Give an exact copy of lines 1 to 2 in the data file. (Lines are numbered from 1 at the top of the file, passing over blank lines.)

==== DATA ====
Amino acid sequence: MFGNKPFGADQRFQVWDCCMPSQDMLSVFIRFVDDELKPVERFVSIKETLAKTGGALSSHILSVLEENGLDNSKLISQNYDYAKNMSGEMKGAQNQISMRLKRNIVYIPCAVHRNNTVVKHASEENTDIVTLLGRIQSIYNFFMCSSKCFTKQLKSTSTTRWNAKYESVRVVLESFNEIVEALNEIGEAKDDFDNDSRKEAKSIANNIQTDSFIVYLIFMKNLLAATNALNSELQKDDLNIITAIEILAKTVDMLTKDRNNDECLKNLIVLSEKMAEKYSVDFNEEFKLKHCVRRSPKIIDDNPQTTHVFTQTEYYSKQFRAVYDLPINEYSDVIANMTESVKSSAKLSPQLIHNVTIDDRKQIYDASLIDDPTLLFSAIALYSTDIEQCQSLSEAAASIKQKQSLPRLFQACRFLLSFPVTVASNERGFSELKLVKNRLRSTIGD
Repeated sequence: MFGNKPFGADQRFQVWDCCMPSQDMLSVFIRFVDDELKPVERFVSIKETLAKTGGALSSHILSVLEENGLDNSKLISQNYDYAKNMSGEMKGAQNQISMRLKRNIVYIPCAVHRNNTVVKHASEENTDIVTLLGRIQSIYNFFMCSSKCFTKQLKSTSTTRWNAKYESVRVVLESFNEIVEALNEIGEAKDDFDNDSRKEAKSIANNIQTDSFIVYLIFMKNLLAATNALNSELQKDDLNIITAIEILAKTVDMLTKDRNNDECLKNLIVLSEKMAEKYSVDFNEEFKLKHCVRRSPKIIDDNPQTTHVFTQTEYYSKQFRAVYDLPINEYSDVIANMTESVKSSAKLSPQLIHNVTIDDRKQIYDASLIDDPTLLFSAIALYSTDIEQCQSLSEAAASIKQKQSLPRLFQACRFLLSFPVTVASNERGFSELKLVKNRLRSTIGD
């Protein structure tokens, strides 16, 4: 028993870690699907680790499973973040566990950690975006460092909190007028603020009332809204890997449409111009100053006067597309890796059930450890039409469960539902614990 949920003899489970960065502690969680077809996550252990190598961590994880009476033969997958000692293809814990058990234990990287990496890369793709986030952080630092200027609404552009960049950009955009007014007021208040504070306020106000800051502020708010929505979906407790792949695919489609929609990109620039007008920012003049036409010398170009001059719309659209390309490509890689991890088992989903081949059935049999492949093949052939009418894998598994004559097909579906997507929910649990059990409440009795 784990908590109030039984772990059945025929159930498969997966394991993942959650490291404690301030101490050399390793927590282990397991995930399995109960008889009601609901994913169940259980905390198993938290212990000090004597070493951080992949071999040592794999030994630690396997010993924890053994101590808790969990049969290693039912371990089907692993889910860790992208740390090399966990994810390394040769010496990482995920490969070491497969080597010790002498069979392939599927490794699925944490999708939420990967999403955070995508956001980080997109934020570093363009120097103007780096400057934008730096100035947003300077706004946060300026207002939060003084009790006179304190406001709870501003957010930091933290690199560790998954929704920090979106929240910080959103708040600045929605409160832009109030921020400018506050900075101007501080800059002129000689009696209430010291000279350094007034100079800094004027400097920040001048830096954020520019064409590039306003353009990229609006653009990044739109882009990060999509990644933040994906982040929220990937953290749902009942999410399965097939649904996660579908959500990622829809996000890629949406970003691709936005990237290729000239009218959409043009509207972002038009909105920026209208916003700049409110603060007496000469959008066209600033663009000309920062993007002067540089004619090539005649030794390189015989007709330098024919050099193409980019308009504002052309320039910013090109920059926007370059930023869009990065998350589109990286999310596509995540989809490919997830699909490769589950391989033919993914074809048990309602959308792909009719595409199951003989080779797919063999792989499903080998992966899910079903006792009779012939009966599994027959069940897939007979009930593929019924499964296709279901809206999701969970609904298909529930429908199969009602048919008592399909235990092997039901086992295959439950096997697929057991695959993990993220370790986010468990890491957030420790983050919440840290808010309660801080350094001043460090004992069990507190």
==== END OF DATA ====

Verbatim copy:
Amino acid sequence: MFGNKPFGADQRFQVWDCCMPSQDMLSVFIRFVDDELKPVERFVSIKETLAKTGGALSSHILSVLEENGLDNSKLISQNYDYAKNMSGEMKGAQNQISMRLKRNIVYIPCAVHRNNTVVKHASEENTDIVTLLGRIQSIYNFFMCSSKCFTKQLKSTSTTRWNAKYESVRVVLESFNEIVEALNEIGEAKDDFDNDSRKEAKSIANNIQTDSFIVYLIFMKNLLAATNALNSELQKDDLNIITAIEILAKTVDMLTKDRNNDECLKNLIVLSEKMAEKYSVDFNEEFKLKHCVRRSPKIIDDNPQTTHVFTQTEYYSKQFRAVYDLPINEYSDVIANMTESVKSSAKLSPQLIHNVTIDDRKQIYDASLIDDPTLLFSAIALYSTDIEQCQSLSEAAASIKQKQSLPRLFQACRFLLSFPVTVASNERGFSELKLVKNRLRSTIGD
Repeated sequence: MFGNKPFGADQRFQVWDCCMPSQDMLSVFIRFVDDELKPVERFVSIKETLAKTGGALSSHILSVLEENGLDNSKLISQNYDYAKNMSGEMKGAQNQISMRLKRNIVYIPCAVHRNNTVVKHASEENTDIVTLLGRIQSIYNFFMCSSKCFTKQLKSTSTTRWNAKYESVRVVLESFNEIVEALNEIGEAKDDFDNDSRKEAKSIANNIQTDSFIVYLIFMKNLLAATNALNSELQKDDLNIITAIEILAKTVDMLTKDRNNDECLKNLIVLSEKMAEKYSVDFNEEFKLKHCVRRSPKIIDDNPQTTHVFTQTEYYSKQFRAVYDLPINEYSDVIANMTESVKSSAKLSPQLIHNVTIDDRKQIYDASLIDDPTLLFSAIALYSTDIEQCQSLSEAAASIKQKQSLPRLFQACRFLLSFPVTVASNERGFSELKLVKNRLRSTIGD